About this game, Edward Lasker also brings some light about Morphy's first two defeats in his match against Harrwitz:

<Morphy, entranced with the charm of Paris night life, had taken to going to bed in the wee hours of the morning. Foolishly he persisted in doing this even the night before the commencement of the match, and Harrwitz, who had the move in the first game, trounced him soundly, to the visible disappointment of the large crowd of onlookers who were all praying for Morphy's victory. The same thing happened the next day. In spite of his friends' warning, he stayed out until four o'clock in the morning. That afternoon, after obtaining a winning position in the game, fatigue overcame him, he made a few weak moves, and Harrwitz was again victorious.

Throughout the game the latter displayed an attitude of amused contempt. When Morphy resigned, he rose from his chair, took Morphy’s hand and felt his pulse. Then he said laughingly to the crowd: "Well, this is most astonishing. His pulse does not beat any faster than if he had won the game!"

Everybody was disgusted at this childish display of vainglory, but Morphy merely smiled and said to his "second": "How astonished all these men will be when Harrwitz does not get another game." And he didn't. Morphy promised to be in bed before twelve every night during the match, and he kept his promise. He scored the third and fourth games in beautiful style. The effect on Harrwitz was interesting. He became extremely nervous during the fourth game, often shaking violently when he was about to move. On the other side of the board sat Morphy, looking, according to eyewitnesses, like a block of living marble, the very embodiment of penetration and decision.

Harrwitz lost the fifth game too, although he had the move. He asked for a respite of a few days, pleading ill health. It was of no avail. The sixth game was again won by Morphy. Claiming that he needed more rest, Harrwitz postponed play once more. Upon resumption of the contest he drew one game and lost one more. At that point, with a score 5.5 to 2.5 against him, he resigned "on account of ill health", a worthy counterpart of Staunton.>

Apr-24-07  wolfmaster: I don't believe that 7.Bg5 is the best move in that position. 7.0-0 or Nc3 gives White a persistent edge.
Apr-24-07  RookFile: In a way, though, Morphy's instinct was tremendous, with the plan of Qxd4, Bb5, Bxc6, and 0-0-0. Tal used this plan in some games, and won some nice games with it. Obviously, on this occasion, Morphy's execution was flawed.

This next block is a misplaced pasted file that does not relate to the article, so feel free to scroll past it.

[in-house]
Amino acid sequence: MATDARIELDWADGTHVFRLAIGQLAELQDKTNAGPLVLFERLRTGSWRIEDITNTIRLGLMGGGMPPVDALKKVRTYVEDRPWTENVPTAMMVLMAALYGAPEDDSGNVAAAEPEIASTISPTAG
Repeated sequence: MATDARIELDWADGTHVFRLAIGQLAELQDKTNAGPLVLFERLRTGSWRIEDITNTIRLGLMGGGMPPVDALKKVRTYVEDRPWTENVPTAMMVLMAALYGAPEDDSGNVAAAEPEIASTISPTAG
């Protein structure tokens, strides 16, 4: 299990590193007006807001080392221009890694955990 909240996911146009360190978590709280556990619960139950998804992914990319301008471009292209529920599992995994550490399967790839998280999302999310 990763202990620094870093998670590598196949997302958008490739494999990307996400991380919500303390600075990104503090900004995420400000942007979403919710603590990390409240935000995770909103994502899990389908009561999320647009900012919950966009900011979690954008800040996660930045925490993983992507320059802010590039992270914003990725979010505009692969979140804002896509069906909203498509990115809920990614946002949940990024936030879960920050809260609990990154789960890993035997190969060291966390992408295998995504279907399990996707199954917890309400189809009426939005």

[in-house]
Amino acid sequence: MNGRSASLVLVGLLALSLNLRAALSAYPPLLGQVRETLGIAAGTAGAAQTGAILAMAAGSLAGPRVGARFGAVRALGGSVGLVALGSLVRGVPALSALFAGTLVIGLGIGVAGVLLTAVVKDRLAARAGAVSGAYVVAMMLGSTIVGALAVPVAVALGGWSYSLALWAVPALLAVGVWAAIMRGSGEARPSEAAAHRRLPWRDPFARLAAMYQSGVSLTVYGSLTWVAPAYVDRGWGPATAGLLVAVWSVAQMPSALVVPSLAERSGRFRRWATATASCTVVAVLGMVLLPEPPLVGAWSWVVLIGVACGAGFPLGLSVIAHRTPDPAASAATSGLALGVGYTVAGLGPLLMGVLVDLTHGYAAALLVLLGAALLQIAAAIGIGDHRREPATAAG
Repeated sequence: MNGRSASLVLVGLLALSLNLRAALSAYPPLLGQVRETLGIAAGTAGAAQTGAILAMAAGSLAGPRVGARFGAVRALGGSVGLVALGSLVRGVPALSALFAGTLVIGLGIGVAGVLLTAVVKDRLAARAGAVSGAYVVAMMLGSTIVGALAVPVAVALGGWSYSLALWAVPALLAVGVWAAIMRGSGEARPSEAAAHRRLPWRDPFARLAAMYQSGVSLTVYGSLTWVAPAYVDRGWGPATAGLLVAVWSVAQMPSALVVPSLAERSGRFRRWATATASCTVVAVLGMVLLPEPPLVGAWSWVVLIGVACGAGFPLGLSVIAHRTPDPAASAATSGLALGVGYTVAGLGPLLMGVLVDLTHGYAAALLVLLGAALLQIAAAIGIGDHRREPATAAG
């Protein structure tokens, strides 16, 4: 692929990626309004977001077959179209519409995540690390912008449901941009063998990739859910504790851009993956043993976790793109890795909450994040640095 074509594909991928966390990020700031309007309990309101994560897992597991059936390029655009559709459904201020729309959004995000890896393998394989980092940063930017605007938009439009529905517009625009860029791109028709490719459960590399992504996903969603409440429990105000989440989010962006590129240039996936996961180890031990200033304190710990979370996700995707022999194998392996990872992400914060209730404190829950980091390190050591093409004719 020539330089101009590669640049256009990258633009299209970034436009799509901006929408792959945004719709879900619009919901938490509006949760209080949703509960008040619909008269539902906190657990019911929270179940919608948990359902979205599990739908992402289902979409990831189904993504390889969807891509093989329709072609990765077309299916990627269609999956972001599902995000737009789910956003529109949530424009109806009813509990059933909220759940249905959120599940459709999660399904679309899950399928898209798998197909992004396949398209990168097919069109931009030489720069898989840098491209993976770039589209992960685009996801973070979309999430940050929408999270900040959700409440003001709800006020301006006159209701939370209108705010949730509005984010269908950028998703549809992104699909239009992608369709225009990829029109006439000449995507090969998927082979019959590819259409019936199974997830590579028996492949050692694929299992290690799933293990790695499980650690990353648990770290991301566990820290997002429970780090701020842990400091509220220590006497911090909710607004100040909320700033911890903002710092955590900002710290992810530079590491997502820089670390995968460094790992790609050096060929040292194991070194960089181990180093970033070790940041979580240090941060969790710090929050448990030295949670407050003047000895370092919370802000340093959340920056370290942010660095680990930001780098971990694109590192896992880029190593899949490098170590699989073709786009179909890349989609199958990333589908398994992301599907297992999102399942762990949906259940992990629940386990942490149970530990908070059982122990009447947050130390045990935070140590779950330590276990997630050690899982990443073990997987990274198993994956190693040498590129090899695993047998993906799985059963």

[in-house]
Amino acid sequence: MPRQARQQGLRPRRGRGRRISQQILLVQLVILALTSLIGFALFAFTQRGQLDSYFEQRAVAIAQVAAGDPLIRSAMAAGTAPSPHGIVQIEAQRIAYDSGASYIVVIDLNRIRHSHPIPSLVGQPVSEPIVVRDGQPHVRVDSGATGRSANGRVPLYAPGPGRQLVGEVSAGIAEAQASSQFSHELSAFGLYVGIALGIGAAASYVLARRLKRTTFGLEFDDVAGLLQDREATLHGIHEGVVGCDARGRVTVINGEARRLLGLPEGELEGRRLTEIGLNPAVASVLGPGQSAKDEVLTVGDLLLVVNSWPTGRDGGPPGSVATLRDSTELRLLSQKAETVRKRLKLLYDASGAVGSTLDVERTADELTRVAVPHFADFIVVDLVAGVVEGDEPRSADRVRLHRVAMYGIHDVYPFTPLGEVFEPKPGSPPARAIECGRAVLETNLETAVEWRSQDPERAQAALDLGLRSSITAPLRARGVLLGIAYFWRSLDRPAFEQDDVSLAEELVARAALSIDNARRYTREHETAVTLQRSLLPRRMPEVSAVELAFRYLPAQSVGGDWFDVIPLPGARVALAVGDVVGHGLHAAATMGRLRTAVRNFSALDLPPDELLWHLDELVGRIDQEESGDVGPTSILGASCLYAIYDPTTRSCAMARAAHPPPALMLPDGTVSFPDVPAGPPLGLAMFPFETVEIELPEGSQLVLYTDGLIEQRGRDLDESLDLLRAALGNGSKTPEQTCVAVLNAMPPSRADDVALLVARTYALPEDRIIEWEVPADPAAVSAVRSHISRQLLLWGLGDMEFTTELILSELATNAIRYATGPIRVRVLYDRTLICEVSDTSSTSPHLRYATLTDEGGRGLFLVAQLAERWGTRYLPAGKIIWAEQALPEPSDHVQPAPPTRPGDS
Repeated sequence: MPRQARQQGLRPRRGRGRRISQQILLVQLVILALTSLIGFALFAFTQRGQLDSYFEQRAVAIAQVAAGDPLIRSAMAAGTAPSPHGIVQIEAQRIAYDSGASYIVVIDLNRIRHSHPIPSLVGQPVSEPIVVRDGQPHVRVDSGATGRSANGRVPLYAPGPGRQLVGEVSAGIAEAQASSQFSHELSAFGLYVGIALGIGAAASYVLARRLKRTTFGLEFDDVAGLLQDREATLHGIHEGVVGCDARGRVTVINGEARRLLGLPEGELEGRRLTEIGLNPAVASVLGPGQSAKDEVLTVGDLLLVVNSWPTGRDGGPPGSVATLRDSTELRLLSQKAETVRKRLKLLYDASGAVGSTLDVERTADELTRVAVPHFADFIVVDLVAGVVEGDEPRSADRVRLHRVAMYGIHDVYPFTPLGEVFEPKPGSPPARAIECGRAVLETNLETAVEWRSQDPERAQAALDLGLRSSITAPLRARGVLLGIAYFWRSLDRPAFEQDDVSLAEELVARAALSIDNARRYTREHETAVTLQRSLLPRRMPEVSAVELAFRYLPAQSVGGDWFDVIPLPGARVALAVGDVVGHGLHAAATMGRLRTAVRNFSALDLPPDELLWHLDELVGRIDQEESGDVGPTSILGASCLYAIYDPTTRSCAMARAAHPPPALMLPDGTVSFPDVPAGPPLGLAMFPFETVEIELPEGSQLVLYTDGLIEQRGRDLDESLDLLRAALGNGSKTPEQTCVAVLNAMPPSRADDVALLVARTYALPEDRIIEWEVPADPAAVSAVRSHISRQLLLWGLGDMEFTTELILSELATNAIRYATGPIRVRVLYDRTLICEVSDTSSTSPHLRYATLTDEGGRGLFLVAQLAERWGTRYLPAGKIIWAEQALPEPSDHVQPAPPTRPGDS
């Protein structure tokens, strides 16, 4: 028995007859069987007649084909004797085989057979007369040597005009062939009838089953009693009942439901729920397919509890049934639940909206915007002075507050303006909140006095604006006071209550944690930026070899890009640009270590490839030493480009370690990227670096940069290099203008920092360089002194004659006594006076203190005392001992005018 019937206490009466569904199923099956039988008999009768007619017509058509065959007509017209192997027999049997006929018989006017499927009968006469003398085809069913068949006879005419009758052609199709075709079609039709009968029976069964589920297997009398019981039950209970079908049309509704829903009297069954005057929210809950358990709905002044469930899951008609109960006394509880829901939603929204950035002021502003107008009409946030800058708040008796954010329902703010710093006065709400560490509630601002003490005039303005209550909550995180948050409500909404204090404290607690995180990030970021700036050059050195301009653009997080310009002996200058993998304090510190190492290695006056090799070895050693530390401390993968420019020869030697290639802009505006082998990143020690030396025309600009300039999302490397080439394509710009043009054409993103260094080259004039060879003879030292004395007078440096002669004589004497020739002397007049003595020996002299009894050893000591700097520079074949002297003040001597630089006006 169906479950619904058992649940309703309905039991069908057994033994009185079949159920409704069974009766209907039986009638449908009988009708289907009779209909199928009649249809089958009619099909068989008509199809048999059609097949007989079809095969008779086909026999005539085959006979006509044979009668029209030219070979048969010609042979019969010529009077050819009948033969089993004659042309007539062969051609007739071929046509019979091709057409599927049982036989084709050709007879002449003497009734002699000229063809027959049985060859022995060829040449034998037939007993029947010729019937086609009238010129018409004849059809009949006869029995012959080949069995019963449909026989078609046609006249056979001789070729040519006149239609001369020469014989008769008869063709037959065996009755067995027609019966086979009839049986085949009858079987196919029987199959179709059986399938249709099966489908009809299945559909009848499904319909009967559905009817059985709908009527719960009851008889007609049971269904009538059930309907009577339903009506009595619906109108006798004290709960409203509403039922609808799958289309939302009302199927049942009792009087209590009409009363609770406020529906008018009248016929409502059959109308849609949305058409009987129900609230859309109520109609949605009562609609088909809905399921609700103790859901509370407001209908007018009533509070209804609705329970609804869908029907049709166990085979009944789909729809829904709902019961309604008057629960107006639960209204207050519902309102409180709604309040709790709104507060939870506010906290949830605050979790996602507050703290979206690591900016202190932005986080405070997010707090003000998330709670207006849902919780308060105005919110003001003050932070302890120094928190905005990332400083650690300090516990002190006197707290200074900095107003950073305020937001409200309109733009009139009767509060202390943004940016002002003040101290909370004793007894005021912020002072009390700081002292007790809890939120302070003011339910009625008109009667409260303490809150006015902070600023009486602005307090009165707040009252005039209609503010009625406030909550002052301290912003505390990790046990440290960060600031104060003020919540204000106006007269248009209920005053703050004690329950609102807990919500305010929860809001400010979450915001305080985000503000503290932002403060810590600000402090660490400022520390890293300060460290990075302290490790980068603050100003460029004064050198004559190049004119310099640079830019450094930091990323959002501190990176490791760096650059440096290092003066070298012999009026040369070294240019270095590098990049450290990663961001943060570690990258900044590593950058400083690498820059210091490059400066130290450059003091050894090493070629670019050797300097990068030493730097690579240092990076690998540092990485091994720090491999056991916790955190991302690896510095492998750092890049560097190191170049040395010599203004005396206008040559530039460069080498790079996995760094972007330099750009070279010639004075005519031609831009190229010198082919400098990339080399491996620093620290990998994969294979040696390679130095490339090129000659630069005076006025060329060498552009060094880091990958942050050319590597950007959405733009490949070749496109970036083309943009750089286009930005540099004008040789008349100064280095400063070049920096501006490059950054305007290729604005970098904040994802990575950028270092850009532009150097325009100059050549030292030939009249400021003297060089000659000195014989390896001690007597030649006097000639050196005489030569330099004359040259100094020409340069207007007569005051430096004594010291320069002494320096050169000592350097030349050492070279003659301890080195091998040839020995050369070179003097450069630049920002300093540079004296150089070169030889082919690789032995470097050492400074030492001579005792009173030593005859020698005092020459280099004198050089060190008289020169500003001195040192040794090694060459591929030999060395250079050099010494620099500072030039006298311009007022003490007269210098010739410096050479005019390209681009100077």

Apr-24-07
Premium Chessgames Member
  keypusher: <wolfmaster> Right, 7. Bg5 can be met by 7...Be7 8. Qxg7 Bf6 9. Qxh8 (9. Bxf6 Qxf6 10. Qxf6 Nxf6 regaining the pawn) Bxh8 10. Bxd8 Bxb2.
Oct-26-07
Premium Chessgames Member
  nimh: Rybka 2.4 mp, AMD X2 2.01GHz, 10 min per move, threshold 0.33.

Morphy 8 mistakes:
15.Kb1 0.29 (15.f4 0.74)
18.Ree1 0.22 (18.f4 0.64)
19.Rg1 -0.17 (19.Ne7+ 0.29)
20.Qe3 -0.24 (20.Qh4 0.28)
30.Rh1 -2.47 (30.Rg4 -0.34)
31.Rhg1 -3.61 (31.Qb4 -2.52)
33.Rg5 -6.03 (33.Qc3 -4.38)
36.Qxe8 -7.73 (36.Qe1 -5.68)

Harrwitz 4 mistakes:
11...Ne8 0.68 (11...Nd7 0.18)
17...Qxh2 0.64 (17...c6 0.26)
19...Kh7 0.28 (19...Kh8 -0.17)
20...f5 0.61 (20...Nf6 -0.24)

Dec-14-08  andrewjsacks: Harrwitz was also a very fine player, and ahead of his time in general understanding of the game.
Dec-14-08  Vishy but not Anand: Black Queen is basically misplaced but
Morphy's mistake is 18. Ree1??

He should just continue his attack

18. Ne7+ Kh1
19. Nf5 (threatening Rxe8! followed by Qxg7 mate)

Black options:

19. ...Rg8 20. Re4 (if ...f6 21. Ne7 and wins and if ...Nf6 21. Rh4 Qg2 22. Nxh6 leading to a mating net

19. ...Qg2 20. Nxh6 f6 21. Qh4! gxh6 (fxe5? 22. Nf5+! Kg8 23. Ne7 mate) Qxh6+ 22. Kg8 Rg5+ and wins)

19. ...f6 20. Re7 Rg8 (Qg7 21. Qd7 Rg8 22. Nxh6 and wins))21. Qd7 Qg2 Nxh6 and wins

19. ...Nf6 20. Rde1 Rad8 21. Qc3 Qxf2 22. R5e2 Rd1+!! (Qb6? 23. Rg2 Rg8 24. Rh1 threatening mate) 23. Rxd1 Qxe2 24. Rh1 (threatening mate by Rxh6+ followed by Qxf6+) Qa6 25. Qe5 (25. Qd2 Kh7 26. Qg2 Rg8 27. Qg5 still unclear)Qe6(...Re8 26. Qg3 Rg8 27.Qg5 or even faster Nxh6!! and wins) 26. Qf4 Ng8 27. Rg1 and wins

Dec-14-08  Vishy but not Anand: A glitch in analysis: